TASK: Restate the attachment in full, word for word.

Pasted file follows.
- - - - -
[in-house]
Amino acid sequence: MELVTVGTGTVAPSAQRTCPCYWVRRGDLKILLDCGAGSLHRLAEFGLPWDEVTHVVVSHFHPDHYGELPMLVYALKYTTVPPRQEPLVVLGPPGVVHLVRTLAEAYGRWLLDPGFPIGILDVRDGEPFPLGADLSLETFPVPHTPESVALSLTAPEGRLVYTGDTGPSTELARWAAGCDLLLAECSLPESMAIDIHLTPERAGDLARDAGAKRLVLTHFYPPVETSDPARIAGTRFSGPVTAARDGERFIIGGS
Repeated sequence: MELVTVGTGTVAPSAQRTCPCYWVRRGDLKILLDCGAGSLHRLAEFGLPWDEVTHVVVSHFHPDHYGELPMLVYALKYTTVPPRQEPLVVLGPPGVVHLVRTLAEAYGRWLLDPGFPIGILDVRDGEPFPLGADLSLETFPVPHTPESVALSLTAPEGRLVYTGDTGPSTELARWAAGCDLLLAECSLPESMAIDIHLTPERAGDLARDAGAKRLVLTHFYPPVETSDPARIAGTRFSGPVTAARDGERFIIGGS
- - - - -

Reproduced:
[in-house]
Amino acid sequence: MELVTVGTGTVAPSAQRTCPCYWVRRGDLKILLDCGAGSLHRLAEFGLPWDEVTHVVVSHFHPDHYGELPMLVYALKYTTVPPRQEPLVVLGPPGVVHLVRTLAEAYGRWLLDPGFPIGILDVRDGEPFPLGADLSLETFPVPHTPESVALSLTAPEGRLVYTGDTGPSTELARWAAGCDLLLAECSLPESMAIDIHLTPERAGDLARDAGAKRLVLTHFYPPVETSDPARIAGTRFSGPVTAARDGERFIIGGS
Repeated sequence: MELVTVGTGTVAPSAQRTCPCYWVRRGDLKILLDCGAGSLHRLAEFGLPWDEVTHVVVSHFHPDHYGELPMLVYALKYTTVPPRQEPLVVLGPPGVVHLVRTLAEAYGRWLLDPGFPIGILDVRDGEPFPLGADLSLETFPVPHTPESVALSLTAPEGRLVYTGDTGPSTELARWAAGCDLLLAECSLPESMAIDIHLTPERAGDLARDAGAKRLVLTHFYPPVETSDPARIAGTRFSGPVTAARDGERFIIGGS